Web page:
Your job entails advocating for the importance of gender diversity to the Canadian economy. How would you summarize your argument?
If you want to have a competitive edge, it just makes sense to use the whole talent pool. How can you possibly think you’ve got the best talent, if 50 per cent of the talent pool is absent from your leadership team? In Canada, 62 per cent of university graduates today are women, so for those who disqualify women, the leadership pool is actually shrinking.
Most of your career was spent in investment banking. What key lessons did you learn about excelling in this environment?
At the end of the day, it’s about being able to take in a huge amount of information and recognize what’s important, and be able to distill that down into an analysis or argument. Also, the more senior you get, you’ve got to be a great relationship-builder. Certainly, being the only woman in the room presents challenges. When you’re more junior, the differences aren’t as significant, because you’re delivering a more technical end-product; but as you become more senior, the things you are being judged on become more subjective, so biases come into the picture.
Do you see enough organizations moving beyond ‘lip service’ and implementing diversity initiatives?
The big banks are leading the way in terms of the programs they have in place—although their capital markets areas are not as advanced as the rest of the banks. But I do believe that most bigger companies are thinking about this. When you look broadly at Canada, close to 75 per cent of our companies have a market cap of less than one billion. We are an economy of smaller companies, so it can’t just be the big companies and banks doing this: We need the broader economy to think about why they don’t have more gender diversity and how to address that.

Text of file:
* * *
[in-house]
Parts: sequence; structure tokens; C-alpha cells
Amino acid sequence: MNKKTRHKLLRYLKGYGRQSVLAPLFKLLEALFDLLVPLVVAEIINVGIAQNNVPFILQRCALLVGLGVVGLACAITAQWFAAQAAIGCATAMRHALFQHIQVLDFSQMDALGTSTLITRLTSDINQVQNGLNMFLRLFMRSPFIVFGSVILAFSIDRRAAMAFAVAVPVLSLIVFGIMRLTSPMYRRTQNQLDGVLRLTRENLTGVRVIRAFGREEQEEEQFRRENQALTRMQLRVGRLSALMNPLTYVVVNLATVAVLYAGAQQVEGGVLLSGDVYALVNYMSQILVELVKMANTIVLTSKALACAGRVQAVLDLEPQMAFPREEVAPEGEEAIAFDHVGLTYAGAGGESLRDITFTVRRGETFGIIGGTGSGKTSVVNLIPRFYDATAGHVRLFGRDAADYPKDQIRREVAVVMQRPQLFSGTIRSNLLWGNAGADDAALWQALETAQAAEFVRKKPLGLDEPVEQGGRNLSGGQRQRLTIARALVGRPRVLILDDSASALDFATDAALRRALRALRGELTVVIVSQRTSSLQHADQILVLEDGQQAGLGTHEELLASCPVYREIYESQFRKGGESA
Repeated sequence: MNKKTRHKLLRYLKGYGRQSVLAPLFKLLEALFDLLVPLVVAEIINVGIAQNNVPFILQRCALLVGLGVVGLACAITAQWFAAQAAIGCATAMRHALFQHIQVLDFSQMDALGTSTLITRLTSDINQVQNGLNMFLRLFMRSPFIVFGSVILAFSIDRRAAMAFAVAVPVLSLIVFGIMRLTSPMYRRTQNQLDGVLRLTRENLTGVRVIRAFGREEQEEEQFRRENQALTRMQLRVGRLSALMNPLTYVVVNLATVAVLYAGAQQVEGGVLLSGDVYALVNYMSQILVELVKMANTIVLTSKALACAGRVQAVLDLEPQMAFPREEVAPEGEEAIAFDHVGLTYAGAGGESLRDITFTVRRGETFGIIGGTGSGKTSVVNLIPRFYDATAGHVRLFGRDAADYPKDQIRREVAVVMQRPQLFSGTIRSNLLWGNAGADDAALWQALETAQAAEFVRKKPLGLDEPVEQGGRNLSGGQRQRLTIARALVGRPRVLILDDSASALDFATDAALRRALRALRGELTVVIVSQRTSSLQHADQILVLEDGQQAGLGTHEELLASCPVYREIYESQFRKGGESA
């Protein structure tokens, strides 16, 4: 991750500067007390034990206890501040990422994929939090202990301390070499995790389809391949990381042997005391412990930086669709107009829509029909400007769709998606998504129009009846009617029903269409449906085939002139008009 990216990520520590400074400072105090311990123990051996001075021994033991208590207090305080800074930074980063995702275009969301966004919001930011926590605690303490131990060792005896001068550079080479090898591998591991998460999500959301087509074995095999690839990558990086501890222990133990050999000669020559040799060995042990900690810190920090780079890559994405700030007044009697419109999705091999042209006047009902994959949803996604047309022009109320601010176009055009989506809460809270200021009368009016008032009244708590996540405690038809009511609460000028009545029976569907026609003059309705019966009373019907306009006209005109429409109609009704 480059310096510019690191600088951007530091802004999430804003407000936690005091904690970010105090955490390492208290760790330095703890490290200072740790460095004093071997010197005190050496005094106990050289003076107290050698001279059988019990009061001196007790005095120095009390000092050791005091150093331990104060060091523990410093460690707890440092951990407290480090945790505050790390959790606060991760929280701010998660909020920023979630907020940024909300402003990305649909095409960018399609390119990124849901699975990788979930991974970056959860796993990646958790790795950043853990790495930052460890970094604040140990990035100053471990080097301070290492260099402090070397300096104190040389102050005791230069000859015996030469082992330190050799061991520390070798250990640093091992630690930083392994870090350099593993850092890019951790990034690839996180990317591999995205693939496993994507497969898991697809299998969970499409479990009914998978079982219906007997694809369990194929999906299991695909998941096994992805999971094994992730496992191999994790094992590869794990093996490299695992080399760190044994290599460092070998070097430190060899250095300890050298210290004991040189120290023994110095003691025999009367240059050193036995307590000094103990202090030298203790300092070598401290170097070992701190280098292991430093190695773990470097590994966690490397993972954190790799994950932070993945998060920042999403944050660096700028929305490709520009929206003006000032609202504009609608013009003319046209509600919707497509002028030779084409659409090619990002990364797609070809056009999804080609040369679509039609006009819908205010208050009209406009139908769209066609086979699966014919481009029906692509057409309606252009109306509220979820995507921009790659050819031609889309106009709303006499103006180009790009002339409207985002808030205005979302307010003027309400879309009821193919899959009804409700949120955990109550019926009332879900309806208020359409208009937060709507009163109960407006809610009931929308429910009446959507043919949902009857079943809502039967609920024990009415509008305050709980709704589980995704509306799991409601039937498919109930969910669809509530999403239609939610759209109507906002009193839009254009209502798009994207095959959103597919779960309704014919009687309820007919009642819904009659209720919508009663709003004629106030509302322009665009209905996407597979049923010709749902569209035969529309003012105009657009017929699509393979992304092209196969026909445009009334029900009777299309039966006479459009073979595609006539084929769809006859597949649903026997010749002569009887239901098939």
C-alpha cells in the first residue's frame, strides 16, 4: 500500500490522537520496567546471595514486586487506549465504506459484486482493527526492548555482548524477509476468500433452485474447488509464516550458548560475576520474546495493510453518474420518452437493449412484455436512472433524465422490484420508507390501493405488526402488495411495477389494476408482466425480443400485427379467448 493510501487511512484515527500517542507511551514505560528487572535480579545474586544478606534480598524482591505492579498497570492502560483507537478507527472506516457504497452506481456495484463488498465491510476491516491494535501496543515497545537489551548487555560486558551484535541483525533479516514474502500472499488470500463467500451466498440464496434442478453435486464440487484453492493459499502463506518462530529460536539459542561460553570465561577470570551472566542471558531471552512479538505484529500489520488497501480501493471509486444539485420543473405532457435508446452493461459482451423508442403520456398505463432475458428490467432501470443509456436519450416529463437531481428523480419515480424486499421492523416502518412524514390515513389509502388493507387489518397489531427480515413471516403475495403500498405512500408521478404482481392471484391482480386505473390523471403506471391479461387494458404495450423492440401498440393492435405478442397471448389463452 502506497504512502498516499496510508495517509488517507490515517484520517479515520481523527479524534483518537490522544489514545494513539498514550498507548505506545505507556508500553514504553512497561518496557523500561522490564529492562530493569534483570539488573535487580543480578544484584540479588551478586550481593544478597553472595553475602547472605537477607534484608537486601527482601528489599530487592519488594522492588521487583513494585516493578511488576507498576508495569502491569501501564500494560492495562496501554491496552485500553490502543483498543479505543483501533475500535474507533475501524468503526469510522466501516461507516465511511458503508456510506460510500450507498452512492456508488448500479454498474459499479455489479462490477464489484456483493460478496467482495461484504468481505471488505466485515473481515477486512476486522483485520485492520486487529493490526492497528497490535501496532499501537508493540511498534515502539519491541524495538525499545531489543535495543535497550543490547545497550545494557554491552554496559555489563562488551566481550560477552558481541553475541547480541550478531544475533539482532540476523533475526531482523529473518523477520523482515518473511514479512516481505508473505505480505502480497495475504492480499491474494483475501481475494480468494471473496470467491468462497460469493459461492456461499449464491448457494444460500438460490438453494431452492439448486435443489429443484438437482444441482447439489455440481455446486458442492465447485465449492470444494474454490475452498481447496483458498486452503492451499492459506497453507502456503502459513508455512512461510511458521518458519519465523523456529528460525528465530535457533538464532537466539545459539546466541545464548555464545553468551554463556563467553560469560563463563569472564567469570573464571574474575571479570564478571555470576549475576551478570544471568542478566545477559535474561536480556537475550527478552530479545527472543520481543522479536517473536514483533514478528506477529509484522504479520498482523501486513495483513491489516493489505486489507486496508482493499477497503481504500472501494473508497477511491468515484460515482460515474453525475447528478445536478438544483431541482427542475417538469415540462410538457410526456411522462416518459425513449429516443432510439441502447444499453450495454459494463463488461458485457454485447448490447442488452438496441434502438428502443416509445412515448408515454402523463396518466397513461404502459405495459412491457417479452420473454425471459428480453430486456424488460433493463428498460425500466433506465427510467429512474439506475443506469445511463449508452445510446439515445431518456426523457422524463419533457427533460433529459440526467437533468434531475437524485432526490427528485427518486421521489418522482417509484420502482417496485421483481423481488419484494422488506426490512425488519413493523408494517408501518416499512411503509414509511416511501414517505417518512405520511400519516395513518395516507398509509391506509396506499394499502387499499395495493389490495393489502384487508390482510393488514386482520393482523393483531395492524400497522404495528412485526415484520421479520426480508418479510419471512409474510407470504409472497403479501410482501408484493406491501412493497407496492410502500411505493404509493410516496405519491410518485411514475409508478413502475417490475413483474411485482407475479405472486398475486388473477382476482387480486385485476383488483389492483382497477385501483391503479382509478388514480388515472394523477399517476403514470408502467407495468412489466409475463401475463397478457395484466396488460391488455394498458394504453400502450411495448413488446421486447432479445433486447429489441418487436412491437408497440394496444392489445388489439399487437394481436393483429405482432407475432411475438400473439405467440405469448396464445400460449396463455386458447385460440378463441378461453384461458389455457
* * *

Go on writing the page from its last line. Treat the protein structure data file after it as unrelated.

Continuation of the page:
I’m pleased to say that there is a very good level of awareness of this issue at the senior levels of our banks. Once you have that buy-in, the harder work needs to be done. The toughest nut to crack is the ‘frozen middle’, as I call it—all of those layers below senior executives—and convincing them that this is really important. That takes time, because it entails a culture shift.
What should every company be doing to build a strong pipeline of female talent?
First, whenever you’re hiring at junior levels, you should be intentional about reaching out specifically to women. Often, when women see a job posting in the capital markets or in a resource sector, they assume it’s male dominated, and they think, ‘That’s probably not for me’. Companies need to convince young women that they are looking for people like them. You also have to be really diligent about having targets. I’m not talking about quotas, but you do need to have goals—like, ‘We are going to hire 50/50 men and women this year’—and make sure that you’ve tasked people with finding the résumés required to make that happen.
From what I’ve seen, most capital markets firms are now trying to hire 50/50. They are making sure that they’re reaching out to women at different universities, and they’re succeeding in finding some really talented young professionals.
You have talked about the importance of building a culture that values diversity of thought. What does such a culture look like?
We need to be more innovative in all industries, not just in technology. And in order to do that, you need diversity of thought. If you’re constantly going back to the same pool of people with similar resources and backgrounds, you’re never going to get that. To achieve it, you need gender diversity, ethnic diversity, and cultural diversity on your teams.